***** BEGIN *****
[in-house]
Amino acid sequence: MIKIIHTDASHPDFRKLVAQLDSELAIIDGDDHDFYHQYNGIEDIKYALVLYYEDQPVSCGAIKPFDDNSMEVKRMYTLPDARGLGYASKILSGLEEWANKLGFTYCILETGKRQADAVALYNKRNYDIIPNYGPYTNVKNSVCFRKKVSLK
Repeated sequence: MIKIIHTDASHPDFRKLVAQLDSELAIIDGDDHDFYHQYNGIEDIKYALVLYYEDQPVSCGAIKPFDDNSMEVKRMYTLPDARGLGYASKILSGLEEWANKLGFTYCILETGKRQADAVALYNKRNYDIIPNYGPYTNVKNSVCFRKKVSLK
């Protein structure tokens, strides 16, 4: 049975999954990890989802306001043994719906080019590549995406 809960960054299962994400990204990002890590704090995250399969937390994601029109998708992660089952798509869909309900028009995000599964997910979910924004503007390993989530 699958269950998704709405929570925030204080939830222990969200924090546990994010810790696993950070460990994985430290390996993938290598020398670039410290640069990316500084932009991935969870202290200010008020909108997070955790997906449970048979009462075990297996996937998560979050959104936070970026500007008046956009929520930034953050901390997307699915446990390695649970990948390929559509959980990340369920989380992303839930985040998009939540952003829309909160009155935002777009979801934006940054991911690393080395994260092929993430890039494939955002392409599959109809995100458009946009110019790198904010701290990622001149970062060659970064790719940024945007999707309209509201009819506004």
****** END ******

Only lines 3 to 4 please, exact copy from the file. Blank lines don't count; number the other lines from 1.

Repeated sequence: MIKIIHTDASHPDFRKLVAQLDSELAIIDGDDHDFYHQYNGIEDIKYALVLYYEDQPVSCGAIKPFDDNSMEVKRMYTLPDARGLGYASKILSGLEEWANKLGFTYCILETGKRQADAVALYNKRNYDIIPNYGPYTNVKNSVCFRKKVSLK
């Protein structure tokens, strides 16, 4: 049975999954990890989802306001043994719906080019590549995406 809960960054299962994400990204990002890590704090995250399969937390994601029109998708992660089952798509869909309900028009995000599964997910979910924004503007390993989530 699958269950998704709405929570925030204080939830222990969200924090546990994010810790696993950070460990994985430290390996993938290598020398670039410290640069990316500084932009991935969870202290200010008020909108997070955790997906449970048979009462075990297996996937998560979050959104936070970026500007008046956009929520930034953050901390997307699915446990390695649970990948390929559509959980990340369920989380992303839930985040998009939540952003829309909160009155935002777009979801934006940054991911690393080395994260092929993430890039494939955002392409599959109809995100458009946009110019790198904010701290990622001149970062060659970064790719940024945007999707309209509201009819506004």